He says he wants to talk to the kids, but they will need to come to him if they want advice. That's how it worked for him when he first showed up. He remembers qualifying third for the 1994 Brickyard race, but nearly wrecking in the process. The next day he read Richard Petty's comments that it would have been foolish to destroy a race car trying to find extra qualifying speed when someone was already clearly the fastest car on the track. A racer should save that stuff for the actual race.
"Richard was sending me a message because he wanted me to be better. From then on, if I needed advice, I knew to go ask for it. I have my thoughts on the young guys and I want to help them get better like I still want to get better."
He is getting better. Take restarts. NASCAR's loop data reveals that one year ago, Gordon ranked 15th among all drivers when it came to speed on restarts, measuring top speed reached over the first two green flag laps. This year he's sixth. (Loop data also backs up his claims of being best on long runs. He ranks a solid first.)
"I think I've always been good on restarts. No one is getting through the gearbox better or not spinning his tires better than I am. That hasn't changed. But now I've backed up my approach. I start that process back in Turns 3 and 4. It's not just hitting the start-finish line and Turns 1 and 2."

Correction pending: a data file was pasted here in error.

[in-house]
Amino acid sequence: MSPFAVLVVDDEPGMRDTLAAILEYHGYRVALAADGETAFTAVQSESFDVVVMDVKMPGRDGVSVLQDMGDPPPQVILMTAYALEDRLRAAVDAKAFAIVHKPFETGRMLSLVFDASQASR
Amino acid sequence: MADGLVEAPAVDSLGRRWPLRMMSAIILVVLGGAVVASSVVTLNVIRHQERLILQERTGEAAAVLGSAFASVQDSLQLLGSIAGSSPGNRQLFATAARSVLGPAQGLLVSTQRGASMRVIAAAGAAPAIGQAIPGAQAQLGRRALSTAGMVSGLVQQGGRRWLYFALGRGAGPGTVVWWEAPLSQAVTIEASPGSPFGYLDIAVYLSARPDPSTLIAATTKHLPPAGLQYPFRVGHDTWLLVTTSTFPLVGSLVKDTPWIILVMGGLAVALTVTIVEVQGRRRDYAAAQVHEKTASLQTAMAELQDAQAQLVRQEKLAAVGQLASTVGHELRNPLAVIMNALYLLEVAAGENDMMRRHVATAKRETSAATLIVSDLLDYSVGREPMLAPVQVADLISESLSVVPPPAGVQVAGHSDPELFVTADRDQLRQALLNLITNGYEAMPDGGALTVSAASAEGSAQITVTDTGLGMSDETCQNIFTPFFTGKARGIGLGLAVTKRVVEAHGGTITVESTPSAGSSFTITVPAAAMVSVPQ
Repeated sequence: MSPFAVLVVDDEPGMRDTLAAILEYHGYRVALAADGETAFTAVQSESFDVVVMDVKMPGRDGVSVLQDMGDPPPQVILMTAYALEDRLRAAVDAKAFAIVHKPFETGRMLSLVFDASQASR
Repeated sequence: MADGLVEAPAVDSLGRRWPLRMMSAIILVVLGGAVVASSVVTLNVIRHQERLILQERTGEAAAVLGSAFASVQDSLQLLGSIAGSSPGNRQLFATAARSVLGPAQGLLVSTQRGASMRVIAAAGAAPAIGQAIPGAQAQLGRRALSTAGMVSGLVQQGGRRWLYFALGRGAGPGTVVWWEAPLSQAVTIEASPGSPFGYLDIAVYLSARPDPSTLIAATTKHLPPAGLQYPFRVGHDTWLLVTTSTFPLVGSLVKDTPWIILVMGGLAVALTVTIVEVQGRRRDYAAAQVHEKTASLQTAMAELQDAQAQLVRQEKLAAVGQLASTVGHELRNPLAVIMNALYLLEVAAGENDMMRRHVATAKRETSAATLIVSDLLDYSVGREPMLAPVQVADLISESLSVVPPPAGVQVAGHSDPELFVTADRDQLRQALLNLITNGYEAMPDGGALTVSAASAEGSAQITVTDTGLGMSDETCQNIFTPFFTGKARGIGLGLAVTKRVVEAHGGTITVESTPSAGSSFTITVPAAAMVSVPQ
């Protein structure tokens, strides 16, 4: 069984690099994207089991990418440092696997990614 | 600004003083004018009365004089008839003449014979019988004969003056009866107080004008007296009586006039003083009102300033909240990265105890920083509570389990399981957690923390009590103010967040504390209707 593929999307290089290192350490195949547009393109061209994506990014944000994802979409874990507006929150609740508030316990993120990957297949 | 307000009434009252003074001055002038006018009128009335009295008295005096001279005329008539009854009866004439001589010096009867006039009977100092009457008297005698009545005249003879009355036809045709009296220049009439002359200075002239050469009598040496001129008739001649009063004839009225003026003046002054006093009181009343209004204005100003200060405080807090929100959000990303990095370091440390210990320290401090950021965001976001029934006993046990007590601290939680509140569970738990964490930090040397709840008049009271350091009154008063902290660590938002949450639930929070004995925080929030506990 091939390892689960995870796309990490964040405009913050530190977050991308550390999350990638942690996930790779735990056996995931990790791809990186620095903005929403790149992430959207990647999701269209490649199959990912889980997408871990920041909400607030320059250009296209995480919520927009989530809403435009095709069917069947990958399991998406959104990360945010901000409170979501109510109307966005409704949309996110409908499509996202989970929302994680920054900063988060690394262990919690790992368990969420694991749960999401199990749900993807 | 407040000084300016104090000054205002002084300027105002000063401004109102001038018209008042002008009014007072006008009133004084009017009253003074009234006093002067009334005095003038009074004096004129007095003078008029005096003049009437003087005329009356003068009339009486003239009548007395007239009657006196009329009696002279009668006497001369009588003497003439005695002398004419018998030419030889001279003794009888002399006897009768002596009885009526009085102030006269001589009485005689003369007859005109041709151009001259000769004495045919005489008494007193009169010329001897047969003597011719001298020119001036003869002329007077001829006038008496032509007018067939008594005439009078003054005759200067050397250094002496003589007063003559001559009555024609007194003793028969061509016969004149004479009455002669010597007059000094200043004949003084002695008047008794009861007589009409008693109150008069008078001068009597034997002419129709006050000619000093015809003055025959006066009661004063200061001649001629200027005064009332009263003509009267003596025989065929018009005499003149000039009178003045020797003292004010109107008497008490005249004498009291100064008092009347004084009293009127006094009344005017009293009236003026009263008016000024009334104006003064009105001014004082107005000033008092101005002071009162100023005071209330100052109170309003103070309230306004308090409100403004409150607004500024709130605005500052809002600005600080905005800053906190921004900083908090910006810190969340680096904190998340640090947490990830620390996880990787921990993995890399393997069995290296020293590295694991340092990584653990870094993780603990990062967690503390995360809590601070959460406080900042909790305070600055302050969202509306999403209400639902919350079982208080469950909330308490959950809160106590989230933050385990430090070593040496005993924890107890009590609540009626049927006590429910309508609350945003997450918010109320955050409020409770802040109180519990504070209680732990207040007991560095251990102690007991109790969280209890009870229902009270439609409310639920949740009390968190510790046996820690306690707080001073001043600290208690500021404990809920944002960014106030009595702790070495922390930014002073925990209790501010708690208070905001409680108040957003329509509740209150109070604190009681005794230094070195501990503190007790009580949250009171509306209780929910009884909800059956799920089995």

And where the process was once almost solely horsepower-based during the first stanza of his career, Gordon now factors in aerodynamics as much as throttle. "I'm constantly searching for clean air. Moving a little to the right or a little to the left to get the nose of the car into clean air. Add all of that up and now you're going."
To someone who has watched Gordon throughout his 21-year Cup career, watching him alter his approach is both beautiful and painful. It's the legendary athlete reshaping his game, gently fighting off the calendar and his own body by working with them. It's the racing equivalent to Michael Jordan developing a fadeaway jumper to replace the skywalking dunk or Peyton Manning opting for a safety valve pass-and-catch just up ahead instead simply dynamiting his way downfield with his arm.
Jordan talked of watching film to find flaws on the floor to exploit. Gordon sits down with Dartfish, the same video program used by football coaches to break down film, to watch how rivals attack qualifying laps and the dance of restrictor-plate racing. Manning, already a film junkie, has become increasingly immersed in data, fraction-of-a-second timing of routes and the tiniest measurements of arm mechanics. Gordon pores over data recorded by his Hendrick Motorsports teammates, which for a decade has all been dumped into a sharing system for any and all to investigate. It's a far cry from the team he walked into in 1993, when multicar teams were still a new experiment.
"When we were running against our teammate for the championship in 1996 [he lost to Terry Labonte], we shared nothing. They had their deal and we had ours. Now it's all on the table. That's why we brought in Jimmie Johnson, to start sharing and make everyone better. Unfortunately, we didn't keep up. But now they've helped us -- and me -- get better. It's a new world from the way it used to be."